When I look at sociology journal articles from the past, a few things strike me: the lack of high-powered statistics and a simplicity in explanation and research design. In the current world of publishing demands and the push for always high-quality, ground-breaking work, these earlier articles look like they were from a more innocent era.
I was reminded of this by a recent Wired post. In this case, a geology journal had published an article in the early 1960s and another scholar had responded in print to this article by pointing out a mistake on the part of the original authors. This is not uncommon. What does look particularly uncommon is the response by the original authors: “Oh, well, nobody is perfect.”
In a perfect world, isn’t this how science is supposed to work: just admit your mistakes, don’t repeat them, and move on? But I can’t imagine that many current scholars could give such a reply, perhaps in fear that their career or reputation would be in jeopardy. And in the world of scientific journals, is this sort of back and forth (with candidness) even possible much of the time?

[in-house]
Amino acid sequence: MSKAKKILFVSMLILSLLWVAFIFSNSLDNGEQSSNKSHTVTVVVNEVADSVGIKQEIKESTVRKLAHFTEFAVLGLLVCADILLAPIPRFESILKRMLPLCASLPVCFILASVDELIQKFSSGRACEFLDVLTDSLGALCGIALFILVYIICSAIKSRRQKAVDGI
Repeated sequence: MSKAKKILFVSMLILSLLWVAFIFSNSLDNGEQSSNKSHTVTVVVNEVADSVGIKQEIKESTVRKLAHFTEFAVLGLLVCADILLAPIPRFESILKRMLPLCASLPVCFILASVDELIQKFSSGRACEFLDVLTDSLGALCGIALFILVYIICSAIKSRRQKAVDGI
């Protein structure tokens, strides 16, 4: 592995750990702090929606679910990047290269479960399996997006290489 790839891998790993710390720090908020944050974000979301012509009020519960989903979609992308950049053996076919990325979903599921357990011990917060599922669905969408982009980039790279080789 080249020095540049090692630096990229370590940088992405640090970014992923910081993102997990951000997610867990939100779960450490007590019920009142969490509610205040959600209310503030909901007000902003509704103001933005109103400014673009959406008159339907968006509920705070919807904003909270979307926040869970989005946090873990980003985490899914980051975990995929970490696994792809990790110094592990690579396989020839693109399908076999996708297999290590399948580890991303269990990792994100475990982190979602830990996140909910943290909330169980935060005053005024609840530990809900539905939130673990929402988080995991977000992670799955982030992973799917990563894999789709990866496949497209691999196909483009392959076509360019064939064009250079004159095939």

I also infer a sense of humility on the part of the original authors. Instead of going on for pages about how their mistake was defensible or trying to pass the blame, a quick one-liner admits the mistake, diffuses the situation, and everyone can move on.